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Harwich: Bathside Bay bid hits legal obstacle

Artist's impression of what Bathside Bay could look like following development.

Artist's impression of what Bathside Bay could look like following development.

Councillors have hit out at a judge’s decision to allow a legal challenge to plans for a multi-million pound container port at Bathside Bay.

Jenni Meredith, part of the Residents Against Port Expansion (RAPE) group, was yesterday given permission to take her case to the Court of Appeal by Lord Justice Patten on three of her four grounds.

RAPE say planning permission granted by Tendring District Council (TDC) in February for the reclamation of Bathside Bay, Harwich, for the development of a port and a small harbour will destroy protected wetland.

The proposed £300million-plus development would see a deep-sea container port built at the site with rail and road links to the rest of the country.

Hope for the scheme’s go-ahead was boosted last month with Government approval for Assisted Area Status for Harwich, allowing firms access to grants for expansion.

Hutchison Ports (UK) Ltd first applied for permission for the development in 2003, which was secured from the then Labour government three years later. In 2010 Hutchison applied to extend the time limit from 2016 to 2021. This was approved by TDC in February 2013.

Lord Justice Patten agreed Mrs Meredith’s claims that TDC did not properly consider whether “overriding public interest” continued to exist allowing the “destruction” of a protected site to be justified, as grounds for appeal.

He said: “The planning committee’s decision, the effect of which is to destroy or considerably impact a European Site of Interest, should arguably have been based on compelling evidence of an immediate need or one likely to be fulfilled within the life of the planning permission.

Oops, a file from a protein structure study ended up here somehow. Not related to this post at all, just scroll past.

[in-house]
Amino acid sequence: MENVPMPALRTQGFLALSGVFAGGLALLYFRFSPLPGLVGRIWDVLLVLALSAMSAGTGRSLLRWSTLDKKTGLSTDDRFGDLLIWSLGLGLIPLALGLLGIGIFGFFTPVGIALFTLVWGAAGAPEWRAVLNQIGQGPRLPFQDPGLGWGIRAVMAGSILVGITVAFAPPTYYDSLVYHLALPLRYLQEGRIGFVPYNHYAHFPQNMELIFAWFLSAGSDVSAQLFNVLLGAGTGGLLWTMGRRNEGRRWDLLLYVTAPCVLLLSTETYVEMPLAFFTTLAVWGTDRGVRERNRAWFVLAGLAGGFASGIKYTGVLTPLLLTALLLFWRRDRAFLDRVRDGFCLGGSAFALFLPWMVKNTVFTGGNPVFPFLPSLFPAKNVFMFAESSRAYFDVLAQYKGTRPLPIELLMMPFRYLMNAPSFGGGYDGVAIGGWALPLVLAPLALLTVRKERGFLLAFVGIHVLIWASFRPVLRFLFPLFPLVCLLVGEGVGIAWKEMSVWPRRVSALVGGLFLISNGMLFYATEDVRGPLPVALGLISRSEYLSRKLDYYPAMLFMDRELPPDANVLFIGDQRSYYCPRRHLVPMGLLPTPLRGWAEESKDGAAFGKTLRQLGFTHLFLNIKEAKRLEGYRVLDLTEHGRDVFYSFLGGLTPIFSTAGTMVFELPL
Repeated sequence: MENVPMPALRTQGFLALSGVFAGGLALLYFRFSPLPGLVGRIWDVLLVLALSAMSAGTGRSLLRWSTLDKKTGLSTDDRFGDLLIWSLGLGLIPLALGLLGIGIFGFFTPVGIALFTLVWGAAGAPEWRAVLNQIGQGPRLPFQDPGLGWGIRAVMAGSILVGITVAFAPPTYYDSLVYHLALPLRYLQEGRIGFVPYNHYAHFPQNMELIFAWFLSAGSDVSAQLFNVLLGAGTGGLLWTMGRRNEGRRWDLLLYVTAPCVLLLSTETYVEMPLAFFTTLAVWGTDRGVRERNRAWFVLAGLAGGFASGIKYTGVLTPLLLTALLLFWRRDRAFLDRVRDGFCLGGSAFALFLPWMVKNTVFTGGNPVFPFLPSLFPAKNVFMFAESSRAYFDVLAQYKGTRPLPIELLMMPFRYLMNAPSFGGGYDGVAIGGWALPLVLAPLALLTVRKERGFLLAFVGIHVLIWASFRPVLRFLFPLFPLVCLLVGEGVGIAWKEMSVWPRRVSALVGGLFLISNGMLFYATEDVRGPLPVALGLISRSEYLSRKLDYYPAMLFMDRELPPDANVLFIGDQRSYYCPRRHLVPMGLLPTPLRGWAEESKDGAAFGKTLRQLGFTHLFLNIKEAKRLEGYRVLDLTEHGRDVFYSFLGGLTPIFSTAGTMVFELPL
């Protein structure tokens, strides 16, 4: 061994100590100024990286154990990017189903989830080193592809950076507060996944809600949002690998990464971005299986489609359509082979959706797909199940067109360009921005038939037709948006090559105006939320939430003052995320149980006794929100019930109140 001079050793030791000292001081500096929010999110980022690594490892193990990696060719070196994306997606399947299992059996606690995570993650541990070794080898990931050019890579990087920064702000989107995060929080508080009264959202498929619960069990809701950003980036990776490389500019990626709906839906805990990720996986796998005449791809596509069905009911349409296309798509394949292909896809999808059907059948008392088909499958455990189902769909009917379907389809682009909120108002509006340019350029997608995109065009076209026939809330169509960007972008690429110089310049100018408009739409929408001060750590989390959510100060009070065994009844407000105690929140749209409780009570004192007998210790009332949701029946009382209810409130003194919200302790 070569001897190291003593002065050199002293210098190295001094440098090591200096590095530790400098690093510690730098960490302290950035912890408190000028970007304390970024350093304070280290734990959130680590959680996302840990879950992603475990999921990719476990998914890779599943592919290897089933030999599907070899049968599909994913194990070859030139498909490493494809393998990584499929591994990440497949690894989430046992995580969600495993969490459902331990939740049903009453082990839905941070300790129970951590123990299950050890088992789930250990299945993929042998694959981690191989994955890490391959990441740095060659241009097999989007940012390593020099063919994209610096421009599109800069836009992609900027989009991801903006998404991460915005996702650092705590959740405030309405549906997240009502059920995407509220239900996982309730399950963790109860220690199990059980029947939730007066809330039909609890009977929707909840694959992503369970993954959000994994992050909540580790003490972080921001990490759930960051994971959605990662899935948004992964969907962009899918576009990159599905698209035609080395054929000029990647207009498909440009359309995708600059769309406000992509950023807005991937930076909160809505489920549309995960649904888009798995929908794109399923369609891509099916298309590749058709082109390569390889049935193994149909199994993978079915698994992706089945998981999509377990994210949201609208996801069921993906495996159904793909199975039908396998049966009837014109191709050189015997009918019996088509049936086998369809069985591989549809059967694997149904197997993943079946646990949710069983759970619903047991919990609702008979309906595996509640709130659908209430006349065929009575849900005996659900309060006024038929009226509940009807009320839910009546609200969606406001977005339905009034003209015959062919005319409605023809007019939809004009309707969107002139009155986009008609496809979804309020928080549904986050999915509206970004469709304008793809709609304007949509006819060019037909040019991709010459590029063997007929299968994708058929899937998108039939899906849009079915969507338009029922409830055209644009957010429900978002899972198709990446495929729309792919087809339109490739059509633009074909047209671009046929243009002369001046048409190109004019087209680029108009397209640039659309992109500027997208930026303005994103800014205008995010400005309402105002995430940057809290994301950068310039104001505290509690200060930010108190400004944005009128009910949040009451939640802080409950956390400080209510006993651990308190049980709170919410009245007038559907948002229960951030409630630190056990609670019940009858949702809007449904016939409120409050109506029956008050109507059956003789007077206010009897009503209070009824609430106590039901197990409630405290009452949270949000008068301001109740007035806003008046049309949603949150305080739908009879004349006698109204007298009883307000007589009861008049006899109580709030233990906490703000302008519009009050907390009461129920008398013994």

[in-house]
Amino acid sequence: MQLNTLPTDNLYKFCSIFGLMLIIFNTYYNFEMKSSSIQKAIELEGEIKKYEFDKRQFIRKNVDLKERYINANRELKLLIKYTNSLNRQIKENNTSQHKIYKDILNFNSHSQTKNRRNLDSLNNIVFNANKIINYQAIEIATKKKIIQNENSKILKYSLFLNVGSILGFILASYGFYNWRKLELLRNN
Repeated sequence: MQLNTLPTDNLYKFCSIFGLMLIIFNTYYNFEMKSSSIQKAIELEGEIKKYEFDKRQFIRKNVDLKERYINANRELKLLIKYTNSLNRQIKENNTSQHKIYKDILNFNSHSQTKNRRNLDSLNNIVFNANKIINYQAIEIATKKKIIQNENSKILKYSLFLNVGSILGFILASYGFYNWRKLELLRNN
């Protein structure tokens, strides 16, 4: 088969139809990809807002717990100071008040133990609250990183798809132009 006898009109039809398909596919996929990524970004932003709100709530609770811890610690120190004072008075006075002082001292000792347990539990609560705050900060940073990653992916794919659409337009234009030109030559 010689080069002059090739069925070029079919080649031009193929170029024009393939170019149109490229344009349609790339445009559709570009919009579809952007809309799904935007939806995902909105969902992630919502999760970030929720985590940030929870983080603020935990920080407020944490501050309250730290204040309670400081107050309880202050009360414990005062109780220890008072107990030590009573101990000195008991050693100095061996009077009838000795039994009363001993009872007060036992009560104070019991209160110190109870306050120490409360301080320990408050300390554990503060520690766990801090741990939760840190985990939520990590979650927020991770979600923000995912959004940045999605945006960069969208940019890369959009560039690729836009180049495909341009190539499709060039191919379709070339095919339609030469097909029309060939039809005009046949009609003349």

“The fact the prior planning permissions lasted 10 years without development being commenced, it seems there is at least an arguable case they had no such material in front of them so either asked themselves the wrong question or came to a conclusion which was not open to them on the evidence.”

He also said claims TDC failed to properly interpret the National Planning Policy Framework could be explored further.

The matter will now go to a full hearing at the Court of Appeal. The judge also limited Mrs Meredith’s liability to pay TDC’s legal costs in the event of defeat to only £2,500.

Carlo Guglielmi, TDC’s councillor for planning, said: “It is very disappointing and the real slap in the face is he has limited her liability for costs. It’s absolutely disgraceful.

“In this day and age when a government is doing all it can to stop obstacles in the course of economic growth we have a judiciary treating us in this dreadful manner.

“The grounds are very thin and though I respect the judge’s decision I very much hope when it goes higher up they will see sense.”

Council leader Mick Page added: “Bathside Bay is one of my projects as I consider Harwich to be the jewel in the crown for Tendring.

“Anything which will delay the economic boost is not welcomed and the Assisted Area Status gives us the impetus to more forward very fast. This scheme should allow us to achieve jobs and prosperity for the area.”

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